Starting in God of War III gods have served as the baddies, as a way to rationalise Kratos’s indiscriminate killing (“No, he was right to gouge out that helpless man’s eyes!”). Here, instead of shifting to that narrative after a couple of games when Kratos gets too murdery, it makes it clear from the off. It reinterprets myths with a modern viewpoint, making the old Norse gods the uncaring villains, such as twisting the original Norse version of “isn’t it great Thor killed all those massive, terrifying giants” to a thoroughly 21st Century interpretation of “isn’t it awful Thor killed all those innocent, defenseless giants.” The line is still “Thor killed giants,” but while the Vikings prized skill in battle and bravery, due to the Dark Ages being brutal, now compassion and tolerance are the more valued attributes in our much less brutal times.
Stories always will reflect their own time, it’s what keeps them relevant and interesting to listeners and how they survive. Writers have to reinterpret existing pieces and fit them together in one narrative jigsaw so they can progress them and tell their own stories - unless that religion is still practiced, then don’t dare. So I’m fine with them making changes to these characters, as they encouraged me to seek them out and learn more for myself, except for one key element.
I didn’t care for the twist that Atreus is actually the god of mischief Loki. After hours of detailed world building and creating links between all the gods and their (mis)deeds, for one of the most important figures in many of those stories to have not existed in this universe feels like it’s leaving a hole. Plus the fact that Atreus has shown none of the same characteristics of the unpredictable and often antagonistic Loki - apart from that hour where he gets a bit cocky - it feels like a twist for twist’s sake. He is Loki in name only, and if the name is stripped of everything that made them that character, surely they are not the same?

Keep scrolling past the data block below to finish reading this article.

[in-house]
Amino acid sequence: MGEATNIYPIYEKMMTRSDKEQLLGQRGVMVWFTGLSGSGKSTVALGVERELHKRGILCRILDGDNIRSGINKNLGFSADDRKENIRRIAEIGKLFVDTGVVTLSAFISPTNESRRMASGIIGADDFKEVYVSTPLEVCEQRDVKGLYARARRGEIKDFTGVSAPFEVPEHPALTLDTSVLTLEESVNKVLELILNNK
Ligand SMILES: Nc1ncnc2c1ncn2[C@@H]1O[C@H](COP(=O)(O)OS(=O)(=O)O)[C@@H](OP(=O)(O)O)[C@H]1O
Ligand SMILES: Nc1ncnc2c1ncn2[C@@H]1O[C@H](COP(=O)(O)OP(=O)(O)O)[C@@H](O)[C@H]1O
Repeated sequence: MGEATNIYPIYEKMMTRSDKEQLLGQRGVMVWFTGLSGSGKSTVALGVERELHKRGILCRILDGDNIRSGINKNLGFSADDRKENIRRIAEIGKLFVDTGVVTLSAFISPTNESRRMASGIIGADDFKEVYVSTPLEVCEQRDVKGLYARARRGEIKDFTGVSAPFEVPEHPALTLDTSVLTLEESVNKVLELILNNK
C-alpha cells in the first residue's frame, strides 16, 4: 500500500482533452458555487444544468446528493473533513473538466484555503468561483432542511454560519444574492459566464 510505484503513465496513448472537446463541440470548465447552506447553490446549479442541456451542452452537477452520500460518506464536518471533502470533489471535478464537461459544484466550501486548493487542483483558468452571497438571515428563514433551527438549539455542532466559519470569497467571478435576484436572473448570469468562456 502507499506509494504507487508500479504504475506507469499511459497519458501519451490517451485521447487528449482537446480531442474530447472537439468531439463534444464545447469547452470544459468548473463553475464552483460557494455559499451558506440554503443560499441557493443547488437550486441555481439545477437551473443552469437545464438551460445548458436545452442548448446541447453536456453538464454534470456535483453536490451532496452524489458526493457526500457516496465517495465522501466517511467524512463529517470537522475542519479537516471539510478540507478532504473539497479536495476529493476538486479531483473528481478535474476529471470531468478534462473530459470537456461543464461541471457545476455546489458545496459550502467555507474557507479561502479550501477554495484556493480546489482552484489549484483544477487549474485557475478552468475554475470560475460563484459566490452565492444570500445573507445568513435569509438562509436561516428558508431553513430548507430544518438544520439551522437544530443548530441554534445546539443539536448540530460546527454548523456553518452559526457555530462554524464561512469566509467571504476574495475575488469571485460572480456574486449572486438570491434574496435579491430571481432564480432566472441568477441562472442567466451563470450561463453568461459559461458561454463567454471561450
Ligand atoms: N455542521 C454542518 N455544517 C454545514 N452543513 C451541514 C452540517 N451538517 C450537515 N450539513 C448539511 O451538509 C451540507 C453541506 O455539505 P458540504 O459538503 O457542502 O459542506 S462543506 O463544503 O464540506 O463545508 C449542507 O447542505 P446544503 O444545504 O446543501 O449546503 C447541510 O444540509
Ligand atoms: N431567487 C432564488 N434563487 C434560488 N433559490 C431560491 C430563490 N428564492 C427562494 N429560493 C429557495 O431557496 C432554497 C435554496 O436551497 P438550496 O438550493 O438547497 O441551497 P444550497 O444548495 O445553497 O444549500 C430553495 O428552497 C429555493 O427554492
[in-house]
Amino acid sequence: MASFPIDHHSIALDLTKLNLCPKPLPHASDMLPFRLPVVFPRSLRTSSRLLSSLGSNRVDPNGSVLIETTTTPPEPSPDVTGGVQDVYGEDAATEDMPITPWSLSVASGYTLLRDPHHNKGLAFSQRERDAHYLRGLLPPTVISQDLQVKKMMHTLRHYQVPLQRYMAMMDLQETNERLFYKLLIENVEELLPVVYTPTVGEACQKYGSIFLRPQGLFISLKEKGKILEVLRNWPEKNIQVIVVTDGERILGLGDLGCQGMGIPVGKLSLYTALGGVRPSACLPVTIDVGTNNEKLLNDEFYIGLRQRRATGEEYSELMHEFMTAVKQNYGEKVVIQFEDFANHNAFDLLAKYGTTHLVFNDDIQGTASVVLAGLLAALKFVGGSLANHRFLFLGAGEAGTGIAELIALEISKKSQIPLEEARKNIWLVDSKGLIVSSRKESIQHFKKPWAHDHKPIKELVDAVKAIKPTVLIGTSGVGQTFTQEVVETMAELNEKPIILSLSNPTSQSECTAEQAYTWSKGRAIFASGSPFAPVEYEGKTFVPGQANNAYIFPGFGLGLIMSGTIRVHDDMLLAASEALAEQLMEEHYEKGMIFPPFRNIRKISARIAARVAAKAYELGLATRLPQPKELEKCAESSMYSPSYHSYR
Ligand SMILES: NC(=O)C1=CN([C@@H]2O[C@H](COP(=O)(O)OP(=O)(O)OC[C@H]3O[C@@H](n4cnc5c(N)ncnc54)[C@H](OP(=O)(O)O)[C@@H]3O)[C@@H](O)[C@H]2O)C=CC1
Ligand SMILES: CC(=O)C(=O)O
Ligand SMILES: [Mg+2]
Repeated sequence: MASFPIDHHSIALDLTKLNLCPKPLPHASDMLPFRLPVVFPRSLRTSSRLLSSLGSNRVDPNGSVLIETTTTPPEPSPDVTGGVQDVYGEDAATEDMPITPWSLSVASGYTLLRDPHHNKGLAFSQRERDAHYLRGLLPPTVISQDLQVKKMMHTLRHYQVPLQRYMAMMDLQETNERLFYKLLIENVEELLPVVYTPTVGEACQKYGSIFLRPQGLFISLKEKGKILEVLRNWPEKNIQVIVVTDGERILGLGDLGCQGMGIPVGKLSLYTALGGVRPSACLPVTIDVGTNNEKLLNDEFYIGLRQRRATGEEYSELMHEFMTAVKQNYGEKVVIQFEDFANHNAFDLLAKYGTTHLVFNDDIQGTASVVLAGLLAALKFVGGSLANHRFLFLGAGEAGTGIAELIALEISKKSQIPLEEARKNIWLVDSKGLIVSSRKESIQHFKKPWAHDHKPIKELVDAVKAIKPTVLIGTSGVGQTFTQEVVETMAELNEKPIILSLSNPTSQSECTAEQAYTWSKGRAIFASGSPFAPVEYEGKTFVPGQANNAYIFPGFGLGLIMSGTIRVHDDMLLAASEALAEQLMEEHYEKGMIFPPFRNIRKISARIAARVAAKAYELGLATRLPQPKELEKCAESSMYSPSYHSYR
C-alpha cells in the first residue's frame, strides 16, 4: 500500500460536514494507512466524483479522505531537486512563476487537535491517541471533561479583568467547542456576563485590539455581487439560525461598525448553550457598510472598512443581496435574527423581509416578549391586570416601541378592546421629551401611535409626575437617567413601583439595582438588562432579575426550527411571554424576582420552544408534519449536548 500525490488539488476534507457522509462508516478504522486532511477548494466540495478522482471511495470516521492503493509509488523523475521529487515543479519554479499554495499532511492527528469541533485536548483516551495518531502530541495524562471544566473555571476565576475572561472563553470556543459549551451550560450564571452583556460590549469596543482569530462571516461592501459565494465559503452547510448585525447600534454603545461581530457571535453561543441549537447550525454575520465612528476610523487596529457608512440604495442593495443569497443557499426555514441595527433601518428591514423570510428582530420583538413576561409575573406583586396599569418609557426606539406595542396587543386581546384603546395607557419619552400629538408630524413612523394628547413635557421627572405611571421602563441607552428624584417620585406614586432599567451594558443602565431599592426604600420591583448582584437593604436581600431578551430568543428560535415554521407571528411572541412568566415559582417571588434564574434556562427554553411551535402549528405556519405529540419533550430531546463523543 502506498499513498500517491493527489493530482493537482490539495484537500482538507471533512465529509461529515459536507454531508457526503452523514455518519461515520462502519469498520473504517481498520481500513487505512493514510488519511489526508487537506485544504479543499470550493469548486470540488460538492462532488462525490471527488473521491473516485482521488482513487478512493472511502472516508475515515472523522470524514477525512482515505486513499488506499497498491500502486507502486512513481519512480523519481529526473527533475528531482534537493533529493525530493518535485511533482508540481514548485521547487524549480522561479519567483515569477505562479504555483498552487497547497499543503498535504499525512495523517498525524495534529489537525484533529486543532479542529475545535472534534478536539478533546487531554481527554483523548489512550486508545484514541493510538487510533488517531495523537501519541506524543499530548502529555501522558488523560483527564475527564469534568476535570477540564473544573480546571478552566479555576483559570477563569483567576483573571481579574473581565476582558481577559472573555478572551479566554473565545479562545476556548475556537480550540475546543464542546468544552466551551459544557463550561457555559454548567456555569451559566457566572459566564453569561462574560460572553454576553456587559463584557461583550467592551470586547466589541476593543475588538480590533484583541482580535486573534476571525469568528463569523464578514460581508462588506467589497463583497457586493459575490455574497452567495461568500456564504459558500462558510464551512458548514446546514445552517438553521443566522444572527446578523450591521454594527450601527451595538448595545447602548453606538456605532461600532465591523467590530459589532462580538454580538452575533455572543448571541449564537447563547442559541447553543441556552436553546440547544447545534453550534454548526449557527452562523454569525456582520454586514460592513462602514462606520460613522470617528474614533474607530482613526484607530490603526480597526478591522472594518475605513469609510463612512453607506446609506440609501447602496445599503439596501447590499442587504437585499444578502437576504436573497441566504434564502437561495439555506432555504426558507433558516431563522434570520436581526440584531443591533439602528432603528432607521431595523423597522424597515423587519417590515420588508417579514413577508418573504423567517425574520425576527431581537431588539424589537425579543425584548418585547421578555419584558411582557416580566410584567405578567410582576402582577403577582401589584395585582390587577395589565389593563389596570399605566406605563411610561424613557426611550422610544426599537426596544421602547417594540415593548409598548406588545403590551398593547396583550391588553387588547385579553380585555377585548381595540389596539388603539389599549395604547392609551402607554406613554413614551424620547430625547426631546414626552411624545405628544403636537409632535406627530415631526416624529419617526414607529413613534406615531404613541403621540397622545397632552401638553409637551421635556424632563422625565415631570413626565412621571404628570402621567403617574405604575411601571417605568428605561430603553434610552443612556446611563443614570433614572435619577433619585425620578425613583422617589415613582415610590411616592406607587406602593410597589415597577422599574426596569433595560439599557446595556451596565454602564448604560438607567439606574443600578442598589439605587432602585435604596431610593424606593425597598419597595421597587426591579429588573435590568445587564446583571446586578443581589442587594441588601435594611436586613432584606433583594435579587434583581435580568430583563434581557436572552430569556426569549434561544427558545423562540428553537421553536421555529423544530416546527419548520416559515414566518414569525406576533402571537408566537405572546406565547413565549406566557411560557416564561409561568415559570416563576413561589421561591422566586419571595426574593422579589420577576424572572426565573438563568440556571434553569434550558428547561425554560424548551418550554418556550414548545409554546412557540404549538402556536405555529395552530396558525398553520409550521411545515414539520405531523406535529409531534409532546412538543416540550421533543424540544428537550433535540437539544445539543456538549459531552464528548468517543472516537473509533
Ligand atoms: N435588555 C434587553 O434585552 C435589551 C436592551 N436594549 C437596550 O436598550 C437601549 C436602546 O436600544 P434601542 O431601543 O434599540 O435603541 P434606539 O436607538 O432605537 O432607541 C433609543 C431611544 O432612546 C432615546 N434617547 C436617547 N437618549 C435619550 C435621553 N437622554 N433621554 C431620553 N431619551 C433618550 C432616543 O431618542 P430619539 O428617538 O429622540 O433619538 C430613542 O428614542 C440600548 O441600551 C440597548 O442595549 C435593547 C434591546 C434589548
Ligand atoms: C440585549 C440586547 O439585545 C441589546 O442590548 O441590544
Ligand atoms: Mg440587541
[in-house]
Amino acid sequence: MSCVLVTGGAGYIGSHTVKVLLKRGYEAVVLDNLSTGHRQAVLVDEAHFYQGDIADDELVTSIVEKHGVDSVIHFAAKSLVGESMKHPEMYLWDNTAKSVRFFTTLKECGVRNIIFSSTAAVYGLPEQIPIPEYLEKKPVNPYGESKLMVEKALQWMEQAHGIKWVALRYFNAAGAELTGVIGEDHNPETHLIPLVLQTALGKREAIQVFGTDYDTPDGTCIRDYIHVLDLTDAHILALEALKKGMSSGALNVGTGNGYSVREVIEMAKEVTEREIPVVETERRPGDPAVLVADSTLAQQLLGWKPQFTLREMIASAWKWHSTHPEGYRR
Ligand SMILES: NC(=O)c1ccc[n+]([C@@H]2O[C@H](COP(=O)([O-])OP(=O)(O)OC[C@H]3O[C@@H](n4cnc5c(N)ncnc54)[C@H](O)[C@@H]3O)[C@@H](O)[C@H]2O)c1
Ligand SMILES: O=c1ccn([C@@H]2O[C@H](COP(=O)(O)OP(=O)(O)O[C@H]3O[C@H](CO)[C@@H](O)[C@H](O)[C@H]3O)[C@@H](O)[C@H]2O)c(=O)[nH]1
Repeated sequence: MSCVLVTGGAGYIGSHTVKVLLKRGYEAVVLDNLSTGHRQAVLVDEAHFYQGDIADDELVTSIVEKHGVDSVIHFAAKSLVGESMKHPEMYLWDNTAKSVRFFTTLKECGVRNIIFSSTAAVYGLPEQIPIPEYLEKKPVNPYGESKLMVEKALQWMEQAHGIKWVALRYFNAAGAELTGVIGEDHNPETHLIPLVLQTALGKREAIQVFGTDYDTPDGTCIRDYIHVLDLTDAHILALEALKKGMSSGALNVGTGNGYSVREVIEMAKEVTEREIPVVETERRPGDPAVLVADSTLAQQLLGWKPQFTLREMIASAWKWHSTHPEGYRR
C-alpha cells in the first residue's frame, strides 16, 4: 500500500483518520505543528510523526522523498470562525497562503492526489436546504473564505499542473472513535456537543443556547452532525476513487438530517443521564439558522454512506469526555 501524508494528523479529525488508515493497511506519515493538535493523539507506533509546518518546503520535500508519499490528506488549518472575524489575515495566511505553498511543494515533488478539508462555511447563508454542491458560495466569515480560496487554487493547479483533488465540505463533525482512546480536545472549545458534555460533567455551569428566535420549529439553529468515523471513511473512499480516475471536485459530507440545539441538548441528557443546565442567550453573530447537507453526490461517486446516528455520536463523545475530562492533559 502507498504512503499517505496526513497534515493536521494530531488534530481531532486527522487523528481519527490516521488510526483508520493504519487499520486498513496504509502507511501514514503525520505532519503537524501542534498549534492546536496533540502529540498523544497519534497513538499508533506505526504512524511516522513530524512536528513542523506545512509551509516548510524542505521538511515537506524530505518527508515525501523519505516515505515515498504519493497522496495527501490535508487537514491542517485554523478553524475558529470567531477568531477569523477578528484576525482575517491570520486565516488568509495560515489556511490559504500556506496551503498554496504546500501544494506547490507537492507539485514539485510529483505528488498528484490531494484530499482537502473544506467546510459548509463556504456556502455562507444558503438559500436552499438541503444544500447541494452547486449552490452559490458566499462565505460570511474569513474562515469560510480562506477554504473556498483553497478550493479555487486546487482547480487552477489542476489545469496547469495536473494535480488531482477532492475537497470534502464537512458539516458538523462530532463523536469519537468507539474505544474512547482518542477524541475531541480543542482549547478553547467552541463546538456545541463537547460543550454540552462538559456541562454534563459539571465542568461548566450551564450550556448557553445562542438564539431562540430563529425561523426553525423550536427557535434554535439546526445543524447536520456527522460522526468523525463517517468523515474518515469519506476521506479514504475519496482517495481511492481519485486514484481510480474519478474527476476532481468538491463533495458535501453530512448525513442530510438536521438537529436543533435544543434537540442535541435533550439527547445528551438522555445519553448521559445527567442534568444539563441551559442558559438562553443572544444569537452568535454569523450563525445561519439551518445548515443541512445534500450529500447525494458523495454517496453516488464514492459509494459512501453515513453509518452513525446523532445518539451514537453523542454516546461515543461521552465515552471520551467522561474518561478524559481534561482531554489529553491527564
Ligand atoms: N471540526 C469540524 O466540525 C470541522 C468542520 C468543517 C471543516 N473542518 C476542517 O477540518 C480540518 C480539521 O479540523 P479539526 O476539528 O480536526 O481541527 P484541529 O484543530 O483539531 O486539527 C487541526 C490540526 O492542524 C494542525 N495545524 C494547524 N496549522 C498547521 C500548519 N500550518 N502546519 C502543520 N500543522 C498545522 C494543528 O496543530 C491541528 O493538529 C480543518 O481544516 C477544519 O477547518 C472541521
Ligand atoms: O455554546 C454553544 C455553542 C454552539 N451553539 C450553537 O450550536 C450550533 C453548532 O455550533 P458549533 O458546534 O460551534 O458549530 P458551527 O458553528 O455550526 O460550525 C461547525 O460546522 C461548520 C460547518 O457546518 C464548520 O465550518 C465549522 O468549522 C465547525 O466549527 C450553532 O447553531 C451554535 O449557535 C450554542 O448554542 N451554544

All that said I came away from God of War 2018 feeling on top off all things Norse, from the realms to the Vanir, to how you actually pronounce half the damn names. Fortunately I mopped all this up just in time for the next big PS release, Marvel’s Spider-Man, which took a different approach to introducing its mythology.
Spider-Man wisely chooses not to tell its hero’s origin story. After multiple movies already covering that ground in the last 20 years, it’s safe to assume everyone buying this game is aware of the spider bite and Uncle Ben and “Great power” and so on and so forth. Peter Parker has now been Spider-Man for 8 years, so we can just go out and have fun doing hero things, like chasing pigeons. Therefore its backstory is doled out differently, through newspapers Peter has kept as mementos and in trinkets left in backpacks throughout the city, which Peter reminisces over when you find them. It’s a nice touch, particularly as it embraces events that happened in the unrelated movies, which is will be most of its players main experience with Spider-Man.
Comic book superheroes are the closest modern equivalent to ancient myths. In terms of the larger than life characters and the often simplistic, though sometimes metaphor dripping moral parables they tell. You can easily see Marvel and DC being compared in the same way the Greek and Norse religions are in centuries to come (with the almost religious fervour of some fans, no wonder). This must come from the sheer volume of stories they have to give them the legs and variety they need to survive the ages, however this can also be a negative.
I like comic books adapted into other mediums, as it forces them to abandon decades of their mostly far fetched, logic threatening decades of backstory and streamline it into one easily consumable piece of entertainment. It strips the characters back to their archetypes, which is when they can be written for with more freedom.
The best handled bit of backstory (imo) is the relationship with MJ. It is the main deviation from what I knew and it chooses to play it coy, not playing its hand all at once, instead teasing it out over the course of the story. This results in their interactions being full of subtext and how it develops over the game is one of the better arcs. What doesn’t work as well is the introduction of Spider-Man’s B-tier villains. Maybe it’s because the story didn’t give any time to flesh them out, or maybe it’s because they’re all a bit crap. Over half of them wear full body, face obscuring, animal themed mech suits and all for some reason “turned to crime!”, a favourite comic book baddie cop out. They’re one dimensional and interchangeable, except for maybe Rhino in one genuinely tense stealth segment.